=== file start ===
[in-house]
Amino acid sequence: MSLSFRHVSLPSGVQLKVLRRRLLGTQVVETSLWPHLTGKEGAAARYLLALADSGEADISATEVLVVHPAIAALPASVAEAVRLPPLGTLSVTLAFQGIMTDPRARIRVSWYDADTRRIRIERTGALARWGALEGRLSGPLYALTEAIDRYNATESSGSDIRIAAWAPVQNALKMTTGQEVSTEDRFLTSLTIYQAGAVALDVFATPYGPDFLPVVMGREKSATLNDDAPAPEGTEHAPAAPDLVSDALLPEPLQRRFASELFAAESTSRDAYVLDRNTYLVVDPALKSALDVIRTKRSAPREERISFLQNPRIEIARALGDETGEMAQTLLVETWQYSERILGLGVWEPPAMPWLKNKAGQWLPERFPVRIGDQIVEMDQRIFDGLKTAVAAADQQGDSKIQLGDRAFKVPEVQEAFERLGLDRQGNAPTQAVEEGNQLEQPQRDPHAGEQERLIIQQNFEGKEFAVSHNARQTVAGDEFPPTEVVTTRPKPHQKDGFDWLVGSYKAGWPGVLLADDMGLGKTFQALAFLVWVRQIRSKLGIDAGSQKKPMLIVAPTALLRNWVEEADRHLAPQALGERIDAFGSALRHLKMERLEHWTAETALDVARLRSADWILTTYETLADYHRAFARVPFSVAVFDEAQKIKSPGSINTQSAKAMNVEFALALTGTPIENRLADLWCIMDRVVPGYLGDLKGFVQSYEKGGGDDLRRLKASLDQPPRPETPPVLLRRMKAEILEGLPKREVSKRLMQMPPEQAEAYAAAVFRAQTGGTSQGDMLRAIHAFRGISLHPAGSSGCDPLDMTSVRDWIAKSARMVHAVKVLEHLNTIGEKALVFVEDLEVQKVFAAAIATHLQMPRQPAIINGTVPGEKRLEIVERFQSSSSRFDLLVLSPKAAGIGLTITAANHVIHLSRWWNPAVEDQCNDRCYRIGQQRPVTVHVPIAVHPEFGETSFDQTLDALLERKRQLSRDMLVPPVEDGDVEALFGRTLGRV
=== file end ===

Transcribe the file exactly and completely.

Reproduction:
[in-house]
Amino acid sequence: MSLSFRHVSLPSGVQLKVLRRRLLGTQVVETSLWPHLTGKEGAAARYLLALADSGEADISATEVLVVHPAIAALPASVAEAVRLPPLGTLSVTLAFQGIMTDPRARIRVSWYDADTRRIRIERTGALARWGALEGRLSGPLYALTEAIDRYNATESSGSDIRIAAWAPVQNALKMTTGQEVSTEDRFLTSLTIYQAGAVALDVFATPYGPDFLPVVMGREKSATLNDDAPAPEGTEHAPAAPDLVSDALLPEPLQRRFASELFAAESTSRDAYVLDRNTYLVVDPALKSALDVIRTKRSAPREERISFLQNPRIEIARALGDETGEMAQTLLVETWQYSERILGLGVWEPPAMPWLKNKAGQWLPERFPVRIGDQIVEMDQRIFDGLKTAVAAADQQGDSKIQLGDRAFKVPEVQEAFERLGLDRQGNAPTQAVEEGNQLEQPQRDPHAGEQERLIIQQNFEGKEFAVSHNARQTVAGDEFPPTEVVTTRPKPHQKDGFDWLVGSYKAGWPGVLLADDMGLGKTFQALAFLVWVRQIRSKLGIDAGSQKKPMLIVAPTALLRNWVEEADRHLAPQALGERIDAFGSALRHLKMERLEHWTAETALDVARLRSADWILTTYETLADYHRAFARVPFSVAVFDEAQKIKSPGSINTQSAKAMNVEFALALTGTPIENRLADLWCIMDRVVPGYLGDLKGFVQSYEKGGGDDLRRLKASLDQPPRPETPPVLLRRMKAEILEGLPKREVSKRLMQMPPEQAEAYAAAVFRAQTGGTSQGDMLRAIHAFRGISLHPAGSSGCDPLDMTSVRDWIAKSARMVHAVKVLEHLNTIGEKALVFVEDLEVQKVFAAAIATHLQMPRQPAIINGTVPGEKRLEIVERFQSSSSRFDLLVLSPKAAGIGLTITAANHVIHLSRWWNPAVEDQCNDRCYRIGQQRPVTVHVPIAVHPEFGETSFDQTLDALLERKRQLSRDMLVPPVEDGDVEALFGRTLGRV